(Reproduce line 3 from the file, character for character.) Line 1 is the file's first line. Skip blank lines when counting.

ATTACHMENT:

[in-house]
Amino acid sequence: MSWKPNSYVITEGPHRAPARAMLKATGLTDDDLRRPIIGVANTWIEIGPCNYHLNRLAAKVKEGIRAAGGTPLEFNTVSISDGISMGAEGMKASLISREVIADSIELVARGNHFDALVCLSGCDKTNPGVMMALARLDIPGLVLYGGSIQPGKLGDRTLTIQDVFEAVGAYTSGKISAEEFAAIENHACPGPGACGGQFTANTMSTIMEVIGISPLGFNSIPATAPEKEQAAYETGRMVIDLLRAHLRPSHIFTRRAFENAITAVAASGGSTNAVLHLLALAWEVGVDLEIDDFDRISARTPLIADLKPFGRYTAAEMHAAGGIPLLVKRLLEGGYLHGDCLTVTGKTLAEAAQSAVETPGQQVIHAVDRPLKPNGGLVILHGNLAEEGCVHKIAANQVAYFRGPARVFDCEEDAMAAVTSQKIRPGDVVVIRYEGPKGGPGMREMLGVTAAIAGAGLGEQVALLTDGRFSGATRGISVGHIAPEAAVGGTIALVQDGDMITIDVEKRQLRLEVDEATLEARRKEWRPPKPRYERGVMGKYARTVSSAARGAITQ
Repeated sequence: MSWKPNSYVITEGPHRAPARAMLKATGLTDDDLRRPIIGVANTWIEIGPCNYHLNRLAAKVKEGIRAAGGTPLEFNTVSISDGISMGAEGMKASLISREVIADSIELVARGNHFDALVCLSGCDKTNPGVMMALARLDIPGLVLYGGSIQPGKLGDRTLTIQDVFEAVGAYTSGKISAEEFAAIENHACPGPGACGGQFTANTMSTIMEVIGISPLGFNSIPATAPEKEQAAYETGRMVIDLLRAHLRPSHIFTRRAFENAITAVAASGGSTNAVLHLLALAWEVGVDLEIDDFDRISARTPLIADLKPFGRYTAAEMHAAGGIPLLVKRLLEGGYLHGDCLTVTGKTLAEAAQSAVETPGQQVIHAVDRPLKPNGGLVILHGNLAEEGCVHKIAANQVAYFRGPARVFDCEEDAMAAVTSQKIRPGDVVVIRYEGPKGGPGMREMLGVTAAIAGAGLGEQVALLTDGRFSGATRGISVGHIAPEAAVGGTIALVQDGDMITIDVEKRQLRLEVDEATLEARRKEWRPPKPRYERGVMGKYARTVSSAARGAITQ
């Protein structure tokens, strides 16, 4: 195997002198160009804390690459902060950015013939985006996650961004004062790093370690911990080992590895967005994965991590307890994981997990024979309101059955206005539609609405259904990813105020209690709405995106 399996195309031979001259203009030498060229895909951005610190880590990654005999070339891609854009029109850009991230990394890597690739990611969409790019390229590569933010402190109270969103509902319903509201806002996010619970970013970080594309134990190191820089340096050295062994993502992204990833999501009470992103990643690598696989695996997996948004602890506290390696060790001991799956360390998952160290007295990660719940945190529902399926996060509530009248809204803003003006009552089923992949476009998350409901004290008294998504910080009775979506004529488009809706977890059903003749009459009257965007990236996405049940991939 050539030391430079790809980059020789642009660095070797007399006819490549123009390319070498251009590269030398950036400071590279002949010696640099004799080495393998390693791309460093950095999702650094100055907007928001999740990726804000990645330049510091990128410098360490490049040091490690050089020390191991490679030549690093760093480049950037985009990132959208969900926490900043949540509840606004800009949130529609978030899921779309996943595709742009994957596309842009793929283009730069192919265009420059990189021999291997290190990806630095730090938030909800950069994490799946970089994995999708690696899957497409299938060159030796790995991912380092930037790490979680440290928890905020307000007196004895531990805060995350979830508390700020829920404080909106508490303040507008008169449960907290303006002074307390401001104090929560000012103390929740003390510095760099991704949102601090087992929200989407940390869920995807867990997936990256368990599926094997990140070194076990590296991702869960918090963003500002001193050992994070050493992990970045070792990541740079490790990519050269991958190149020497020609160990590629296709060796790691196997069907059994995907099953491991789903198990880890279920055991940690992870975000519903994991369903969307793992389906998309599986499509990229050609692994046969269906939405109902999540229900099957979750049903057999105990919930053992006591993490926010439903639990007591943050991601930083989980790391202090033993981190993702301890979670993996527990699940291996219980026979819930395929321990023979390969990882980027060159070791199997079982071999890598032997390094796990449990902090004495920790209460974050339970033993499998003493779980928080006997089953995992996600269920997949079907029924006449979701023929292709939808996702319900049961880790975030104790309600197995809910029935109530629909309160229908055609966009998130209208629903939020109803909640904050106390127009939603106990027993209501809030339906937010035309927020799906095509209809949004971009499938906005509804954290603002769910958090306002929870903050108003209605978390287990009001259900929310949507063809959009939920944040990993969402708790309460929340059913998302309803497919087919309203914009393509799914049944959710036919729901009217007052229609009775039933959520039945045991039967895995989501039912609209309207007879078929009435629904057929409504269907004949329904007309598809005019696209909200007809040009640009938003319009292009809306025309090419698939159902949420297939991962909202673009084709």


Repeated sequence: MSWKPNSYVITEGPHRAPARAMLKATGLTDDDLRRPIIGVANTWIEIGPCNYHLNRLAAKVKEGIRAAGGTPLEFNTVSISDGISMGAEGMKASLISREVIADSIELVARGNHFDALVCLSGCDKTNPGVMMALARLDIPGLVLYGGSIQPGKLGDRTLTIQDVFEAVGAYTSGKISAEEFAAIENHACPGPGACGGQFTANTMSTIMEVIGISPLGFNSIPATAPEKEQAAYETGRMVIDLLRAHLRPSHIFTRRAFENAITAVAASGGSTNAVLHLLALAWEVGVDLEIDDFDRISARTPLIADLKPFGRYTAAEMHAAGGIPLLVKRLLEGGYLHGDCLTVTGKTLAEAAQSAVETPGQQVIHAVDRPLKPNGGLVILHGNLAEEGCVHKIAANQVAYFRGPARVFDCEEDAMAAVTSQKIRPGDVVVIRYEGPKGGPGMREMLGVTAAIAGAGLGEQVALLTDGRFSGATRGISVGHIAPEAAVGGTIALVQDGDMITIDVEKRQLRLEVDEATLEARRKEWRPPKPRYERGVMGKYARTVSSAARGAITQ